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Military Justice “More like the Civilian System?”

As Congress continues its legislative assault against Servicemembers, it is crucial to be aware of the policy that it believes it is setting forth. Congressional dialogue revolves around the purported wish to make the military justice process more in line with “the civilian” system. I could devote an entire blog to why Congress’ stated intent is not its actual goal, but that is for another day. Looking to “the civilian” system, Congress is not proposing amendments that in reality will bring the military justice system more in line with the civilian process.

For instance, Congress has amended the preliminary hearing process to bring it more in line with the secretive grand jury process without, but Congress is not requiring the military prosecutor to obtain an indictment before going to trial. In the civilian system, if the prosecutor takes a proposed charge to a grand jury (a group of citizens charged with weighing and evaluating the evidence), that prosecutor cannot go forward to prosecute the case unless and until the grand jury returns a vote to do so; their vote is called an indictment. Even under the new Article 32(b) hearing, if the investigating officer (still only one-person, not a group as in the civilian system) states in his report that he does not find probable cause to believe the crime was committed, the convening authority (the senior officer for the base) can still send the case forward to prosecution.

Additionally, Congress is in the process of amending the preliminary hearing process to permit the prosecutor to submit any kind of evidence he wants, including statements that are not sworn and police reports that summarize evidence, instead of submitting the actual evidence. Such amendment permits the government to get past the preliminary hearing without ever calling any witnesses. This amendment is consistent with how most civilian jurisdictions operate at the preliminary hearing level.

Congress already passed an amendment that expressly eliminated “discovery” from the purpose of the Article 32(b). “Discovery” is a broad term that means that the defense would have an opportunity to sift through the government’s evidence to learn more about how the evidence was obtained (to test if it was obtained lawfully), the strength of the government’s witness testimony (to learn if witnesses have potential biases), and if the government’s charging theory is strong (because no matter how strong evidence may seem, if the prosecutor made a poor charging decision, it is possible that the client may be acquitted: the most infamous failure of charging in recent history is the Zimmerman acquittal in Florida where the prosecutor charged murder when he should have charged manslaughter).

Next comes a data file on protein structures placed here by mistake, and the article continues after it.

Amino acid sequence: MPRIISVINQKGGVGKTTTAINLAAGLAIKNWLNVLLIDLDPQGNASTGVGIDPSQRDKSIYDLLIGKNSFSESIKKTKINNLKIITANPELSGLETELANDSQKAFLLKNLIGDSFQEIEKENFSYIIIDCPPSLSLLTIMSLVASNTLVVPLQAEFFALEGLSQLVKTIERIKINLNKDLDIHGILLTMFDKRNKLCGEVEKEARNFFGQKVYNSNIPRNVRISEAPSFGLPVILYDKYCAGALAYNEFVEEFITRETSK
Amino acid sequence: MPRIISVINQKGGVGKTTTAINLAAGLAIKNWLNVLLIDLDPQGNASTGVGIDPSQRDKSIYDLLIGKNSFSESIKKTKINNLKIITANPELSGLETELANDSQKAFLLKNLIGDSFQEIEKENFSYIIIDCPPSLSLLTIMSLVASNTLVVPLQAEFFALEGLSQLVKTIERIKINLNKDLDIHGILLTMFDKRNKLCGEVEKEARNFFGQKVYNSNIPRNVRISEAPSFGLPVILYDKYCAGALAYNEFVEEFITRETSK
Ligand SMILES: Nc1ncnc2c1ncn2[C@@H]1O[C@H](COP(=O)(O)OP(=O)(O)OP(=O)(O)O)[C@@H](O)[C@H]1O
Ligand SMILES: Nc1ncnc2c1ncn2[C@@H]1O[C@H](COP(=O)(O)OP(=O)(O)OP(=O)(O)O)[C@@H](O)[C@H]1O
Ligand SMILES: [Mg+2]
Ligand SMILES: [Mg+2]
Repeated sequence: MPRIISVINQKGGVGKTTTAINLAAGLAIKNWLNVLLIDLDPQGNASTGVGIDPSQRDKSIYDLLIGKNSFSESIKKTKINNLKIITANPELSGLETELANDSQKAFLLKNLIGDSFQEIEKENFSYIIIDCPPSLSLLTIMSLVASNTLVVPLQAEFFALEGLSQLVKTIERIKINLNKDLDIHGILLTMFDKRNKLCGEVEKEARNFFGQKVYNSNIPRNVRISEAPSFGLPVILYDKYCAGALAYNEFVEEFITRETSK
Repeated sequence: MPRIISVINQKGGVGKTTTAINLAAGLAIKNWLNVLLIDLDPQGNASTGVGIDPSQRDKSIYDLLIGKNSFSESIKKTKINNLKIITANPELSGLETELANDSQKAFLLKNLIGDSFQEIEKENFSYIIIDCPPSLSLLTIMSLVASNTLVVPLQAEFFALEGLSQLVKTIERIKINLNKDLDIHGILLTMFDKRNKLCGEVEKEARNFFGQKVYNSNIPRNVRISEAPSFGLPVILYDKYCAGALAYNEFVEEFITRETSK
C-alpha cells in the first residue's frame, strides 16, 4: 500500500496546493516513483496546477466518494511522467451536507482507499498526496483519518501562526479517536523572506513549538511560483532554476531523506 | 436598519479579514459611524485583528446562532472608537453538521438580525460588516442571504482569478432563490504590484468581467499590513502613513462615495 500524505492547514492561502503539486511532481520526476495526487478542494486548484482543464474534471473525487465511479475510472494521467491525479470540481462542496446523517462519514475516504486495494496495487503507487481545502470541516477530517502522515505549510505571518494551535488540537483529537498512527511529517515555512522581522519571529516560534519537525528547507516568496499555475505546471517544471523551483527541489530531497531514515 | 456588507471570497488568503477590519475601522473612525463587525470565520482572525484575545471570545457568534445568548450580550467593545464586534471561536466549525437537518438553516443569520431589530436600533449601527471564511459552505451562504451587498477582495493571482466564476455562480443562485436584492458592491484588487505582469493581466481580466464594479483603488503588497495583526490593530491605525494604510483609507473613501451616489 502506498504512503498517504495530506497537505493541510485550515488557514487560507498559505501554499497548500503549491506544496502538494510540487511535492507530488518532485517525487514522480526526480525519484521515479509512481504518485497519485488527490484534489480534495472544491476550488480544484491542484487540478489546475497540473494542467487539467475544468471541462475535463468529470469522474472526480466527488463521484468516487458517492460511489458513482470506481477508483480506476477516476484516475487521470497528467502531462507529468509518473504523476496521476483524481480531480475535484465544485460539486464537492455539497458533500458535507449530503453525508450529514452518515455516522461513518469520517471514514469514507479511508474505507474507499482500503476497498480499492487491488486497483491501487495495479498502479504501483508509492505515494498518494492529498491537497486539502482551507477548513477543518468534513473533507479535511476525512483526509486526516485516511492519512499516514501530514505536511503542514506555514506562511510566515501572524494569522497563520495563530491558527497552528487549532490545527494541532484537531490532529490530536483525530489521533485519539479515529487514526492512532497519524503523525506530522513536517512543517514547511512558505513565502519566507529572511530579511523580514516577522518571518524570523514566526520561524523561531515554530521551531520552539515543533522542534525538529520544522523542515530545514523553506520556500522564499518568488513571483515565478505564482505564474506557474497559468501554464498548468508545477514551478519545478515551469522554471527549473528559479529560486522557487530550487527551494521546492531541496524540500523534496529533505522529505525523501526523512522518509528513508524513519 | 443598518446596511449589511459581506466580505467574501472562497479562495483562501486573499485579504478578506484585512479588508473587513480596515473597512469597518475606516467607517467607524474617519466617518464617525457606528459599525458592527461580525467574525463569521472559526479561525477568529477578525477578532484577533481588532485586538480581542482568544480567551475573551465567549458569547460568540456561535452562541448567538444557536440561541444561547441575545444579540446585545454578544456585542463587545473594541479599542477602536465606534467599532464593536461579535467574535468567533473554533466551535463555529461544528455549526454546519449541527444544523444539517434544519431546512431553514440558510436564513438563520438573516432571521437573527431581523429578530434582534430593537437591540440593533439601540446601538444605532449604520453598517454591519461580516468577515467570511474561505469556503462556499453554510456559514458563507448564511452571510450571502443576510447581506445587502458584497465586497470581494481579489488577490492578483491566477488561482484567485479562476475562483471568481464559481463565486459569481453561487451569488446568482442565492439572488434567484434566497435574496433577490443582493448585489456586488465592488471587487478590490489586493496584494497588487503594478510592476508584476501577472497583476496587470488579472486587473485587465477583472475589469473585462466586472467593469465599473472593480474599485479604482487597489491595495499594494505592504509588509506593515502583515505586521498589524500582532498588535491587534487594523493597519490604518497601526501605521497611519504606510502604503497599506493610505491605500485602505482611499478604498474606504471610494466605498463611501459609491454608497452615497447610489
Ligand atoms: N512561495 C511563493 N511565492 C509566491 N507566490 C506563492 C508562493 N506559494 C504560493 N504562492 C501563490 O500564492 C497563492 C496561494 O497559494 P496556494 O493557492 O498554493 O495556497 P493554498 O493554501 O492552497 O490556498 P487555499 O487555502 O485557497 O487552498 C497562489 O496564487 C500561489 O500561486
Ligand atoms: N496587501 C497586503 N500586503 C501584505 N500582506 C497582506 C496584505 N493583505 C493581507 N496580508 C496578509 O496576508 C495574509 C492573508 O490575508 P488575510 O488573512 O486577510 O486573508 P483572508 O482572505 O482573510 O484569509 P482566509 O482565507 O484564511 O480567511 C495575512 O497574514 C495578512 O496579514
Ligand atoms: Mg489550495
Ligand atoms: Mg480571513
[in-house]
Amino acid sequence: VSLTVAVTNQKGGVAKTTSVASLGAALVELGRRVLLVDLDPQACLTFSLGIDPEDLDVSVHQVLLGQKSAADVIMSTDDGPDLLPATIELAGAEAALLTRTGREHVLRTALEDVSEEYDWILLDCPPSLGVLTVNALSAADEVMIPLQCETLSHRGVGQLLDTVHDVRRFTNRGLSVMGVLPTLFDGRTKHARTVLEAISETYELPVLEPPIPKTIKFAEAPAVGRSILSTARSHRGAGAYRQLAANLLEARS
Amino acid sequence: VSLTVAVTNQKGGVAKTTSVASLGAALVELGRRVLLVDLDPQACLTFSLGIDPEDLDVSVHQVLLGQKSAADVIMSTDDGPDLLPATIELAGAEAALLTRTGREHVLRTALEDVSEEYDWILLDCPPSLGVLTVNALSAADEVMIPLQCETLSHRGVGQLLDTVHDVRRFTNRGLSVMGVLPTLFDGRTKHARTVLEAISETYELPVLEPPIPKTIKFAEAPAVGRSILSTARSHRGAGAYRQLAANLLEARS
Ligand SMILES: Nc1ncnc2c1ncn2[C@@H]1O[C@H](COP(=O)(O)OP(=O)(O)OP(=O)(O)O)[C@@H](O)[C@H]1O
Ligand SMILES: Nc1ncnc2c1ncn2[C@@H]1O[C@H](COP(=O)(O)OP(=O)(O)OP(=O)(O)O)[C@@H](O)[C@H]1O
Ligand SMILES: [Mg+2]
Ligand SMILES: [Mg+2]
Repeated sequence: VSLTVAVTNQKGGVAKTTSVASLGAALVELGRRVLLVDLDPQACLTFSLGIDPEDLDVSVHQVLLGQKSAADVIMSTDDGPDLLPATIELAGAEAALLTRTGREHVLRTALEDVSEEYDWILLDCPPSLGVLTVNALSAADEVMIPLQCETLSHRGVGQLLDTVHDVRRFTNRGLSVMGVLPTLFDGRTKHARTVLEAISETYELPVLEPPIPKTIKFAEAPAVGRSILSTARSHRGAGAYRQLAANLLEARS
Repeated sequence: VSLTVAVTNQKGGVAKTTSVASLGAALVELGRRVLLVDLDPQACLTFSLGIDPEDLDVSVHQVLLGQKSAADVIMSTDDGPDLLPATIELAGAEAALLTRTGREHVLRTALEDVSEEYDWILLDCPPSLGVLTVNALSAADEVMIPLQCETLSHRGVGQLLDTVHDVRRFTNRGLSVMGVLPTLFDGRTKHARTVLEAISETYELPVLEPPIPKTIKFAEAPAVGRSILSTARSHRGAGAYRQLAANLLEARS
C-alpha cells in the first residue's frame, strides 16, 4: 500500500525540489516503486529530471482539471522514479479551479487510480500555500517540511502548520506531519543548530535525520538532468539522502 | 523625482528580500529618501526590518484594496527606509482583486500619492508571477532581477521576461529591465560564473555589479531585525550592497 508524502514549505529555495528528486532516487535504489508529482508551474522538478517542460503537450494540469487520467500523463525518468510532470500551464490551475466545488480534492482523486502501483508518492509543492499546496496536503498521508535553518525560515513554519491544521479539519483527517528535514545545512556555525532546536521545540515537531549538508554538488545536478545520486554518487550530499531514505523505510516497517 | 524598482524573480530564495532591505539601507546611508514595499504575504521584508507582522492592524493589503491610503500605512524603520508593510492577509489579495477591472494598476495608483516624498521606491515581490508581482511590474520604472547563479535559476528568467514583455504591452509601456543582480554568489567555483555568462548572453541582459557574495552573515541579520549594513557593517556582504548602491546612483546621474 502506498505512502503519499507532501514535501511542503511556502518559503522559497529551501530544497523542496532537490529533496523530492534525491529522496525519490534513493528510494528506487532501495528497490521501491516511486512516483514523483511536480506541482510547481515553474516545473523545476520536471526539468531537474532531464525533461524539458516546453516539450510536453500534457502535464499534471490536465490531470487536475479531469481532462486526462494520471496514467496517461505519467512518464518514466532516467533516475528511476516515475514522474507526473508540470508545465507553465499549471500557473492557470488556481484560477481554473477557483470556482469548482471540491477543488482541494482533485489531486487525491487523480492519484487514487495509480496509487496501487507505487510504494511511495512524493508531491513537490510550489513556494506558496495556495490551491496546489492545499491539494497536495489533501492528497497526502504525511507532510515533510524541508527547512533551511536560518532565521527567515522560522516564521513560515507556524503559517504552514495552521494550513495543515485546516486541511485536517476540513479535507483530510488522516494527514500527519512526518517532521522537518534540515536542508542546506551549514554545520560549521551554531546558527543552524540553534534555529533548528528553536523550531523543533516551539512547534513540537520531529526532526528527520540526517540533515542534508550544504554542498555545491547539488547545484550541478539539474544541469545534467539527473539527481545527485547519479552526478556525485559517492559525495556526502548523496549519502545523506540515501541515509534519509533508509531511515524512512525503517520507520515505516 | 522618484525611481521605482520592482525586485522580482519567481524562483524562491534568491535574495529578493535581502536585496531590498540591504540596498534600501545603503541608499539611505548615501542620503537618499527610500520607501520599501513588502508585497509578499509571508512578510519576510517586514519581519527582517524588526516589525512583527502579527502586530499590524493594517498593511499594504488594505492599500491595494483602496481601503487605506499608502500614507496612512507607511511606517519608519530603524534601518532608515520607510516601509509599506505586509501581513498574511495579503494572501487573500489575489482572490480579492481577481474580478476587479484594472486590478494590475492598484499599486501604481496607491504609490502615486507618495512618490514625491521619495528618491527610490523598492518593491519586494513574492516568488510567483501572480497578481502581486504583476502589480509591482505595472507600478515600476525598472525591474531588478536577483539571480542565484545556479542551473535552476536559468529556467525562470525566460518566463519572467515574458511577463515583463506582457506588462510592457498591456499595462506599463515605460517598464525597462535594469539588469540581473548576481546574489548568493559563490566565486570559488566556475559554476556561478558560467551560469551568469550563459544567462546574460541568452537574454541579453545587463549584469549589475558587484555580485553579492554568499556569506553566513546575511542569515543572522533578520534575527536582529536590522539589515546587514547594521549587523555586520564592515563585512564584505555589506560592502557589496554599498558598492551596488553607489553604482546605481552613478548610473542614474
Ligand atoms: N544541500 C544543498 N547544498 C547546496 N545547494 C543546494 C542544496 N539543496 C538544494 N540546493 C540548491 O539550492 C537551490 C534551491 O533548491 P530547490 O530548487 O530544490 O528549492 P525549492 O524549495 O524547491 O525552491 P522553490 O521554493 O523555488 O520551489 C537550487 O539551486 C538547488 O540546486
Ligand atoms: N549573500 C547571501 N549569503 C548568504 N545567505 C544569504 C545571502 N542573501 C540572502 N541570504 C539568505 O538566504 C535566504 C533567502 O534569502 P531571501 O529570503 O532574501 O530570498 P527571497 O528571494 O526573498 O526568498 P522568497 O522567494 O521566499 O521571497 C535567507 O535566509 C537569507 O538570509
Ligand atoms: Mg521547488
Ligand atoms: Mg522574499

Significantly, Congress has amended the definition of what it means for a witness to be reasonably available. In the context of a sexual assault allegation, current legislation makes the complainant witness (that the bill calls “victim” before any finding of guilt ever has been reached) able to decide that she does not want to testify at the preliminary hearing. But Congress does not stop at merely permitting her to avoid testimony; Congress permits her to listen in on the testimony of every other witness if she chooses to do so.

Despite Congressional amendments that state its desire is to make the military’s system more in line with the civilian system, Congress has not provided the military defense counsel with a commensurate mechanism to obtain discovery. In fact, a committee that was charged with providing Congress with recommendations concluded that given the recent amendments if Congress wants to ensure the due process rights of the military accused, it must provide an independent investigatory system that enables the defense to obtain discovery outside the historical means: the Article 32(b) process. Has Congress followed the committee’s recommendation? Absolutely not. And there is no indication that Congress intends to do so in any future amendments.

The other most glaring difference between the military’s current scheme and the civilian system is that in the military, in a non-capital offense trial, a military prosecutor only needs to obtain a vote of guilty by two-thirds (2/3) of its jury, not a unanimous verdict as in the civilian sector. To underscore the significance of a two-thirds (2/3) only vote of guilt cannot be highlighted enough. Congress has annihilated the military accused’s rights meaningfully to investigate his own case, while resources abound for law enforcement and prosecutor’s office, and the burden to prove his guilt remains the relaxed 2 /3 vote.

Congressional action over the past two years makes the military accused’s odds at acquittal less and less favorable. Despite a long line of military case law that protects the military accused’s rights to a fair trial and recognizes him to be indigent, military judges historically have denied defense efforts to obtain government-funded defense investigators, a fact also noted by the Response Systems Panel in its report to Congress. Securing representation by an experienced and zealous civilian court-martial lawyer, especially one that is an expert in military sexual assault cases, may be a crucial factor to help a military accused to try to tip the scales of justice to a level of fairness or even in his favor.

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